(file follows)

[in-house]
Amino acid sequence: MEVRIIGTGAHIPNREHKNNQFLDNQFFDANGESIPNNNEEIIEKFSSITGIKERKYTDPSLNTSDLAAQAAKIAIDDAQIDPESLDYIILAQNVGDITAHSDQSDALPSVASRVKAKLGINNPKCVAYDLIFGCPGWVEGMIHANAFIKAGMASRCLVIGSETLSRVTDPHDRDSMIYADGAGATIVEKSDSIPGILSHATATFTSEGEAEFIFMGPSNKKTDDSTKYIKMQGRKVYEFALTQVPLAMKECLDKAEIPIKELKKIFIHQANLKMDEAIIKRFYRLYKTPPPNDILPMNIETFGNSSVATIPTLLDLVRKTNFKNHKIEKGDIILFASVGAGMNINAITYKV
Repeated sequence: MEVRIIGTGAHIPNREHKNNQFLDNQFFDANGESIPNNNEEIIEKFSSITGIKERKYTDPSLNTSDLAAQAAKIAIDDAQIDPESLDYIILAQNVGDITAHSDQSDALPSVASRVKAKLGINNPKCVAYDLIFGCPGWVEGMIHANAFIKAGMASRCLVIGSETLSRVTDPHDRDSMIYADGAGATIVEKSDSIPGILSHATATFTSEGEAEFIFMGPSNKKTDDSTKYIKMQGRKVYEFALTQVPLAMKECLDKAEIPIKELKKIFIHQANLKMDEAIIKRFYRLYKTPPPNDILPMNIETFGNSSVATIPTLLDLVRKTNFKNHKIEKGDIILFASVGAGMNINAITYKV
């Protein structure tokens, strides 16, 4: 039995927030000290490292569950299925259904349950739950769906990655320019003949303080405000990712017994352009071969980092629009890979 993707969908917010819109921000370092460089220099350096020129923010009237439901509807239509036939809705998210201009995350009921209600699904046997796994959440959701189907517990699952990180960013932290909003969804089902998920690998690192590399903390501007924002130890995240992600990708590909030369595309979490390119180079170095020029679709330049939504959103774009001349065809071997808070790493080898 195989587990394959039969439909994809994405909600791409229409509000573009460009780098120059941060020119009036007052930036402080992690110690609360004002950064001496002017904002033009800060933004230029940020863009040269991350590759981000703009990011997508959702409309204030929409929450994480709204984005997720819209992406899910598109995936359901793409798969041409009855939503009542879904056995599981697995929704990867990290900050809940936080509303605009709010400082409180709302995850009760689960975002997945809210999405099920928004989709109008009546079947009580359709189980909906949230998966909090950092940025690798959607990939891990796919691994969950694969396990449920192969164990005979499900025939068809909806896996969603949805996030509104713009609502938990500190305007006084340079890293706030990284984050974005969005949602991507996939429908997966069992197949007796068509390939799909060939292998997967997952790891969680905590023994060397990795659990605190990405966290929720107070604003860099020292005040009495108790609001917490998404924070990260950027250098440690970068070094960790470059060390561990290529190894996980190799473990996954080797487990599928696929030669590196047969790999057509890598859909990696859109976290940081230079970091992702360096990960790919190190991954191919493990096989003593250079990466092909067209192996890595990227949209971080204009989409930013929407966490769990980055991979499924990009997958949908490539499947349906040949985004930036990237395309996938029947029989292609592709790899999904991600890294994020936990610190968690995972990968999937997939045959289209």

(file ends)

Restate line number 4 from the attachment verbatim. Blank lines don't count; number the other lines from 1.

């Protein structure tokens, strides 16, 4: 039995927030000290490292569950299925259904349950739950769906990655320019003949303080405000990712017994352009071969980092629009890979 993707969908917010819109921000370092460089220099350096020129923010009237439901509807239509036939809705998210201009995350009921209600699904046997796994959440959701189907517990699952990180960013932290909003969804089902998920690998690192590399903390501007924002130890995240992600990708590909030369595309979490390119180079170095020029679709330049939504959103774009001349065809071997808070790493080898 195989587990394959039969439909994809994405909600791409229409509000573009460009780098120059941060020119009036007052930036402080992690110690609360004002950064001496002017904002033009800060933004230029940020863009040269991350590759981000703009990011997508959702409309204030929409929450994480709204984005997720819209992406899910598109995936359901793409798969041409009855939503009542879904056995599981697995929704990867990290900050809940936080509303605009709010400082409180709302995850009760689960975002997945809210999405099920928004989709109008009546079947009580359709189980909906949230998966909090950092940025690798959607990939891990796919691994969950694969396990449920192969164990005979499900025939068809909806896996969603949805996030509104713009609502938990500190305007006084340079890293706030990284984050974005969005949602991507996939429908997966069992197949007796068509390939799909060939292998997967997952790891969680905590023994060397990795659990605190990405966290929720107070604003860099020292005040009495108790609001917490998404924070990260950027250098440690970068070094960790470059060390561990290529190894996980190799473990996954080797487990599928696929030669590196047969790999057509890598859909990696859109976290940081230079970091992702360096990960790919190190991954191919493990096989003593250079990466092909067209192996890595990227949209971080204009989409930013929407966490769990980055991979499924990009997958949908490539499947349906040949985004930036990237395309996938029947029989292609592709790899999904991600890294994020936990610190968690995972990968999937997939045959289209």